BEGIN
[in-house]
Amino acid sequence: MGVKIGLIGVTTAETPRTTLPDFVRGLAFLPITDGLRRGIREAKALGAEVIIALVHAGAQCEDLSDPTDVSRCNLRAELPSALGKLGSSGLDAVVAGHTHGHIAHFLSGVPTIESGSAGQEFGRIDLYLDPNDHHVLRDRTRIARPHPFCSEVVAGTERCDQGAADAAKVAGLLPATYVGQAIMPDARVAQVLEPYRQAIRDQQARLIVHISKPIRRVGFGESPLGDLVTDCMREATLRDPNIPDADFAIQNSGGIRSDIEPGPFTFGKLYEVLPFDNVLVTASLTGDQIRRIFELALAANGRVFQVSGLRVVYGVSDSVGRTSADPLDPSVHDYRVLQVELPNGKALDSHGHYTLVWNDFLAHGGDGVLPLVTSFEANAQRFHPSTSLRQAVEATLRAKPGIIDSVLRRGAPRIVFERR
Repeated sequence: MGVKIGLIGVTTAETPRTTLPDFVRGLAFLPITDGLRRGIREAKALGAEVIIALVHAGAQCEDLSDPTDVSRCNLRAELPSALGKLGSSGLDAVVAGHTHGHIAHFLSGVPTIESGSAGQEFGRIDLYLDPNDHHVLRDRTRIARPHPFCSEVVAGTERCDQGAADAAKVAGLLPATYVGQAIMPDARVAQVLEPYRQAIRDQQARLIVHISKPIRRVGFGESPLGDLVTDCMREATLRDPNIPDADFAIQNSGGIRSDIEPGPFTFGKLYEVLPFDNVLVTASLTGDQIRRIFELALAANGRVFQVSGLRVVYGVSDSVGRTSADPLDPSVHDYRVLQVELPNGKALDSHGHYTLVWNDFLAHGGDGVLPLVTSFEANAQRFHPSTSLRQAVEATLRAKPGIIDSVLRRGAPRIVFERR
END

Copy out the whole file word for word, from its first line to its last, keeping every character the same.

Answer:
[in-house]
Amino acid sequence: MGVKIGLIGVTTAETPRTTLPDFVRGLAFLPITDGLRRGIREAKALGAEVIIALVHAGAQCEDLSDPTDVSRCNLRAELPSALGKLGSSGLDAVVAGHTHGHIAHFLSGVPTIESGSAGQEFGRIDLYLDPNDHHVLRDRTRIARPHPFCSEVVAGTERCDQGAADAAKVAGLLPATYVGQAIMPDARVAQVLEPYRQAIRDQQARLIVHISKPIRRVGFGESPLGDLVTDCMREATLRDPNIPDADFAIQNSGGIRSDIEPGPFTFGKLYEVLPFDNVLVTASLTGDQIRRIFELALAANGRVFQVSGLRVVYGVSDSVGRTSADPLDPSVHDYRVLQVELPNGKALDSHGHYTLVWNDFLAHGGDGVLPLVTSFEANAQRFHPSTSLRQAVEATLRAKPGIIDSVLRRGAPRIVFERR
Repeated sequence: MGVKIGLIGVTTAETPRTTLPDFVRGLAFLPITDGLRRGIREAKALGAEVIIALVHAGAQCEDLSDPTDVSRCNLRAELPSALGKLGSSGLDAVVAGHTHGHIAHFLSGVPTIESGSAGQEFGRIDLYLDPNDHHVLRDRTRIARPHPFCSEVVAGTERCDQGAADAAKVAGLLPATYVGQAIMPDARVAQVLEPYRQAIRDQQARLIVHISKPIRRVGFGESPLGDLVTDCMREATLRDPNIPDADFAIQNSGGIRSDIEPGPFTFGKLYEVLPFDNVLVTASLTGDQIRRIFELALAANGRVFQVSGLRVVYGVSDSVGRTSADPLDPSVHDYRVLQVELPNGKALDSHGHYTLVWNDFLAHGGDGVLPLVTSFEANAQRFHPSTSLRQAVEATLRAKPGIIDSVLRRGAPRIVFERR